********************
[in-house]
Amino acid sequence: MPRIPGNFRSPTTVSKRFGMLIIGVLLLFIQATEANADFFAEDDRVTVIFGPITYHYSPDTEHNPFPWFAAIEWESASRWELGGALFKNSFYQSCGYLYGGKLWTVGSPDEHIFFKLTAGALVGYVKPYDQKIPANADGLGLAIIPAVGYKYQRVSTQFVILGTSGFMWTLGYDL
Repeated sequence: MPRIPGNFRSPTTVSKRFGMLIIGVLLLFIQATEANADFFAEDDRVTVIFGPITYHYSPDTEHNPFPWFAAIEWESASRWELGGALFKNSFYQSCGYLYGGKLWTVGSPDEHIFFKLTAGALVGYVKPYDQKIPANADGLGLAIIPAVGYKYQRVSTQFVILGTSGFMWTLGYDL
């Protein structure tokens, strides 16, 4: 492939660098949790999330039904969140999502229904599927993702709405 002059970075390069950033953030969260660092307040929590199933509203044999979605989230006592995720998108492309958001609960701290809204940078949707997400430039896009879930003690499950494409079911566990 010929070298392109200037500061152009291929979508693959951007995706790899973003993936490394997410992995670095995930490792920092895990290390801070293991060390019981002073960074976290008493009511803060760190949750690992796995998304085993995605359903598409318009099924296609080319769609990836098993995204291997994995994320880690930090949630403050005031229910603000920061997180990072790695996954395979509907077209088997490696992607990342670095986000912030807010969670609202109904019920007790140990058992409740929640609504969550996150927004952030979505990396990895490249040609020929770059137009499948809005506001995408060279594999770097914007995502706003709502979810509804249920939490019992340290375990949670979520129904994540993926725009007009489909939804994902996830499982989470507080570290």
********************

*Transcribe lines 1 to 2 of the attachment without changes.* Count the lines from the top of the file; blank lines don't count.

[in-house]
Amino acid sequence: MPRIPGNFRSPTTVSKRFGMLIIGVLLLFIQATEANADFFAEDDRVTVIFGPITYHYSPDTEHNPFPWFAAIEWESASRWELGGALFKNSFYQSCGYLYGGKLWTVGSPDEHIFFKLTAGALVGYVKPYDQKIPANADGLGLAIIPAVGYKYQRVSTQFVILGTSGFMWTLGYDL